Aaron Boone reveals reason for Yankees' misplaced confidence on Yoshinobu Yamamoto

Boonie was right all along. But it bit him in the end.

New York Yankees v Toronto Blue Jays
New York Yankees v Toronto Blue Jays / Vaughn Ridley/GettyImages
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Remember how odd it was when Aaron Boone was willing to publicly drop the "Yoshinobu Yamamoto No. 18 jersey" story at a charity event? At that point, it felt as if the Yankees were either so confident they were about to sign Yamamoto that they were willing to spill secrets, or so confident they weren't getting him that they no longer cared.

Turns out, it might've been a combination of the two. Boone's unlikely to ever confess exactly what he knew when he knew it, but the Yankees manager opened up once more at Jomboy Media's Talkin' Yanks live podcast event this week, admitting that he believed the Yankees and Dodgers were the two cemented finalists in the chase.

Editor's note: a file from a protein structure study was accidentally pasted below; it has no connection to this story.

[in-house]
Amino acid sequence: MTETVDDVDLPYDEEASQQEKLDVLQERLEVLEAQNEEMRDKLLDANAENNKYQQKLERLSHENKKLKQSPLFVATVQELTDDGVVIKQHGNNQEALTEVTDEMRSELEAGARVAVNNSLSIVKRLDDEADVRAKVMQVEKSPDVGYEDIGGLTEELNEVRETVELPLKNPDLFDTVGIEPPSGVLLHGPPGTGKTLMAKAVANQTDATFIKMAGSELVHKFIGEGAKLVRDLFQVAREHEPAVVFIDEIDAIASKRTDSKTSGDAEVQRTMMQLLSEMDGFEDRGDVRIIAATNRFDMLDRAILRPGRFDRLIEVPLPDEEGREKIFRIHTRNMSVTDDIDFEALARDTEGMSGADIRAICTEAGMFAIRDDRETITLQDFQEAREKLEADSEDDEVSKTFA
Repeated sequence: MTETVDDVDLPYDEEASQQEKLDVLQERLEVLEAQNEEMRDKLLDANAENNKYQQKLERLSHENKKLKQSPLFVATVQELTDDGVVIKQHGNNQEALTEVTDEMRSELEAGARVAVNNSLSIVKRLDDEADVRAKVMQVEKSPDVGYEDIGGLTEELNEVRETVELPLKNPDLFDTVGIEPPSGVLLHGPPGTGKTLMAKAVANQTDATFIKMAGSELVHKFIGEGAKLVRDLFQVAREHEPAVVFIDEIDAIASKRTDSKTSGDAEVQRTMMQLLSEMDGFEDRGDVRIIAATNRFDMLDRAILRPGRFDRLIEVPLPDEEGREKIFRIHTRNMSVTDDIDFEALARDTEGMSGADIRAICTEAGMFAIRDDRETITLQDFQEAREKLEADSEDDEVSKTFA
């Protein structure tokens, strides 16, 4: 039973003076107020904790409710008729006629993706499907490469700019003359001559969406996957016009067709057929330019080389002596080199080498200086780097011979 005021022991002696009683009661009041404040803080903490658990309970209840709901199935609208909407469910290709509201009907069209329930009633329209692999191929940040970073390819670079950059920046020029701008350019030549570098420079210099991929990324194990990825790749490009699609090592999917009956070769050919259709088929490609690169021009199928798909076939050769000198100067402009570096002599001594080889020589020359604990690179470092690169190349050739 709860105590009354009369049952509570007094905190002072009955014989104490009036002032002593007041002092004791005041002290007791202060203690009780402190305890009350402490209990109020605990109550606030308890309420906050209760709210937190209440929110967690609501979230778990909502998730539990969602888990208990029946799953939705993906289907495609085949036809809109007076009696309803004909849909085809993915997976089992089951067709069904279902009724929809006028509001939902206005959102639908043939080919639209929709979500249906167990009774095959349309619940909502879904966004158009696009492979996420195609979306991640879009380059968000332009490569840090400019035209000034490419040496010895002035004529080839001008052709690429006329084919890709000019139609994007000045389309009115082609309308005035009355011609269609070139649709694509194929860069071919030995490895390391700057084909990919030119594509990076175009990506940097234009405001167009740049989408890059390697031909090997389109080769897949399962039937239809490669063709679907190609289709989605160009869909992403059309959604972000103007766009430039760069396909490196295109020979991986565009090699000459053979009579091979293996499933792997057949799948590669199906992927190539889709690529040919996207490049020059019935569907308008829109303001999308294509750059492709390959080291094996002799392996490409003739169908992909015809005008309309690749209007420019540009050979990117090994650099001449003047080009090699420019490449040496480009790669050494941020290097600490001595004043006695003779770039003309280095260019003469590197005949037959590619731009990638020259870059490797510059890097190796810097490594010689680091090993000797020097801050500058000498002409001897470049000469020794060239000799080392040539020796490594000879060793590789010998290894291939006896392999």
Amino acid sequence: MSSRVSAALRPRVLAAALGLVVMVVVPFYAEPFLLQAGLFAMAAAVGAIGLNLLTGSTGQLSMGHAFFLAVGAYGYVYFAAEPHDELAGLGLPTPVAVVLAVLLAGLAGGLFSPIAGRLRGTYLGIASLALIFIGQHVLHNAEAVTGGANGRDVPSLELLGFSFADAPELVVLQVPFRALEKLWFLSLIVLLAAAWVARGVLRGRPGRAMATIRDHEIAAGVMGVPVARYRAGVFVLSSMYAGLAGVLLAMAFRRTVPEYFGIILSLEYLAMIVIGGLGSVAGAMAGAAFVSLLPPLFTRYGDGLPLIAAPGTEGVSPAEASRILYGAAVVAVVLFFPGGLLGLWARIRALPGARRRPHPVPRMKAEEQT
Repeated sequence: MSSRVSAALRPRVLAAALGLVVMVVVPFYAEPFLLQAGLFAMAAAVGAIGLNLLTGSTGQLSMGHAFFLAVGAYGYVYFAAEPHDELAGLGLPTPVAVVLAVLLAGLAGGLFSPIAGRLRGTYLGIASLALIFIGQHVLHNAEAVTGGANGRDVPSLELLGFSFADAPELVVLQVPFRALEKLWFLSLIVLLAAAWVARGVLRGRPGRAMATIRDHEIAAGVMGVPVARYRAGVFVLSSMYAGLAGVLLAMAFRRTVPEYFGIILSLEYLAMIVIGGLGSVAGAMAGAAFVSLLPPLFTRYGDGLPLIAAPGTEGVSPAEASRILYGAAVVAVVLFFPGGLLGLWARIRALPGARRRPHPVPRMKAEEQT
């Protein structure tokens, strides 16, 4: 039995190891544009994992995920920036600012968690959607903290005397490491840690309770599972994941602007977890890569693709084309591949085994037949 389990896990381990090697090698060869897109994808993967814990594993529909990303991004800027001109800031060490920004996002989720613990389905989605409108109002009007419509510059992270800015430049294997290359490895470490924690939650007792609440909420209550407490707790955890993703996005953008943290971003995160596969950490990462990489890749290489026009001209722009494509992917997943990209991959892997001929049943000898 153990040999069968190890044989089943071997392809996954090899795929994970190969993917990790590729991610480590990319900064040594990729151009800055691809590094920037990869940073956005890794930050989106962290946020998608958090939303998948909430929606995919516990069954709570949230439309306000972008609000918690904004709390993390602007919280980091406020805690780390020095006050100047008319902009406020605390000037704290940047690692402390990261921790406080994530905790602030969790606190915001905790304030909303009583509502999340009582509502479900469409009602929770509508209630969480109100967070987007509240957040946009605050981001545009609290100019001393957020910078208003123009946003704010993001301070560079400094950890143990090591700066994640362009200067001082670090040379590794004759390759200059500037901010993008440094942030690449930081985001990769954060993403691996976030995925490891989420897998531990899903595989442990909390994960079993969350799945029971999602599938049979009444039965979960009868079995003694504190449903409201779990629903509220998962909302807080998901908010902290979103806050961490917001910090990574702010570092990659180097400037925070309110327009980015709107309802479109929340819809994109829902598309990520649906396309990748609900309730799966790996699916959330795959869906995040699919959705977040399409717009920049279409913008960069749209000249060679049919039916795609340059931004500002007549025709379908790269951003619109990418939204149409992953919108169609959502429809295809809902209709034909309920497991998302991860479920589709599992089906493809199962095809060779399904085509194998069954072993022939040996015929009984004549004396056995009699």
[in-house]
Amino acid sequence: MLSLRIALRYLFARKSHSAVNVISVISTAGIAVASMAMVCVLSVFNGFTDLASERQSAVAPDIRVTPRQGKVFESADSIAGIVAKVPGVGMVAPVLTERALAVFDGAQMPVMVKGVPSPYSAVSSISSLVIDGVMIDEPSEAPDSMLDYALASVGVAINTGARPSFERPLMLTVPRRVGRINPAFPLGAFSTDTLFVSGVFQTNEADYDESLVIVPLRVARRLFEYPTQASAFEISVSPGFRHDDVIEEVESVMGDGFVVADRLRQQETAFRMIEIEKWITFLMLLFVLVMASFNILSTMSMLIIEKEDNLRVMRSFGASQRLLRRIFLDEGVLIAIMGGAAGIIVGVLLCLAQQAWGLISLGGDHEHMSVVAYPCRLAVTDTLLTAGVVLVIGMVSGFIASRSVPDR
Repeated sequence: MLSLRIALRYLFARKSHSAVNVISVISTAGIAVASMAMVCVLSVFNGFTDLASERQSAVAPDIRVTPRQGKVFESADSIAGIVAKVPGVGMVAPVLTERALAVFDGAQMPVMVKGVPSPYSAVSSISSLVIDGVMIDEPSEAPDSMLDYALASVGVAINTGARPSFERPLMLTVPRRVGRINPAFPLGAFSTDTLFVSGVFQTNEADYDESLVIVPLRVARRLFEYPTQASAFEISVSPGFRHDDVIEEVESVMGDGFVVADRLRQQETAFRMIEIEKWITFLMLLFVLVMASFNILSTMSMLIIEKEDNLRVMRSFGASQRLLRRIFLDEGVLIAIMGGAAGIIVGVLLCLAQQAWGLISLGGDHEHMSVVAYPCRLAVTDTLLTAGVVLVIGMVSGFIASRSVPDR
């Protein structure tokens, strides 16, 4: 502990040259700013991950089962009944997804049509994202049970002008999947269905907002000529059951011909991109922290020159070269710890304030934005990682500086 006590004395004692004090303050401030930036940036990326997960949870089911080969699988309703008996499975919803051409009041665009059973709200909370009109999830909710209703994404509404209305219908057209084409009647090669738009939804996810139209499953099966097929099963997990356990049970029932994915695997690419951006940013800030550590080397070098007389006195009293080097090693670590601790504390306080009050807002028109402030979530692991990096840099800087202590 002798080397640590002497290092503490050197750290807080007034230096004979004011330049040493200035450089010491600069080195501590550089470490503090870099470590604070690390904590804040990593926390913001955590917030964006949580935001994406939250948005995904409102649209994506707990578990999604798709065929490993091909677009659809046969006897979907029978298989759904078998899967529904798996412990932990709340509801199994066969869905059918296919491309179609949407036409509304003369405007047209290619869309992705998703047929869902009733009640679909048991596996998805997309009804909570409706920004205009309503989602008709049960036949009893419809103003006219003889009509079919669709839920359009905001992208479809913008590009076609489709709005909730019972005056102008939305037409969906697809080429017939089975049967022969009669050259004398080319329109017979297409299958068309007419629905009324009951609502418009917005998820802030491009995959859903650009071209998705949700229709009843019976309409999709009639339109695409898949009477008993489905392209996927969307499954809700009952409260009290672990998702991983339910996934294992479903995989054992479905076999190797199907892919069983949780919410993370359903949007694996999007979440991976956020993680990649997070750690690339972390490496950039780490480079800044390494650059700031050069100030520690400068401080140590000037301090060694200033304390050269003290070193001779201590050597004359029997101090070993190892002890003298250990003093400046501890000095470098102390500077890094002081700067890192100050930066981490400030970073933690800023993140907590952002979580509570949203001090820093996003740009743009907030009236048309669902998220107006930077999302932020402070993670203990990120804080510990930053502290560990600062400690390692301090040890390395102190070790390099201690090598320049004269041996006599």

That very well may have been the case, but the righty chose the Dodgers just a few days after Boone began to share anecdotes (and just a few hours after he flip-flopped on attending a Rams game with Shohei Ohtani).

As Boone tells it, the Yankees knew both their LA and New York meetings with Yamamoto went well, and they loved the player and person. In the end, living in Los Angeles -- and having Ohtani in his ear, deferring money for his cause -- made the difference.

Yankees believed Yamamoto meetings 'went well' but draw of LA was too strong

Unfortunately, the Jack Curry-delivered dagger sealed the Yankees' fate just before Christmas. The team's most plugged-in insider knew more than some side dork on the Pat McAfee Show. Go figure.

Now, the Yankees will move forward with Marcus Stroman plugging up their rotation and internal reinforcements on the way -- not to mention an extra $325 million they can more comfortably award to Juan Soto next winter, if all goes well this season.

Shoutout to Boone, too, for including the slightest dig at the Dodgers, admitting that he hopes the Yankees knife through the American League and get a chance to rough up Yamamoto a little bit on the national stage. After all, the Dodgers have been much better than the Yankees at reaching the World Series since 2009, but they haven't done a phenomenal job winning it once they get there -- especially if normal-sized crowds are in the stands and they're forced to play at non-neutral sites like Fenway Park.

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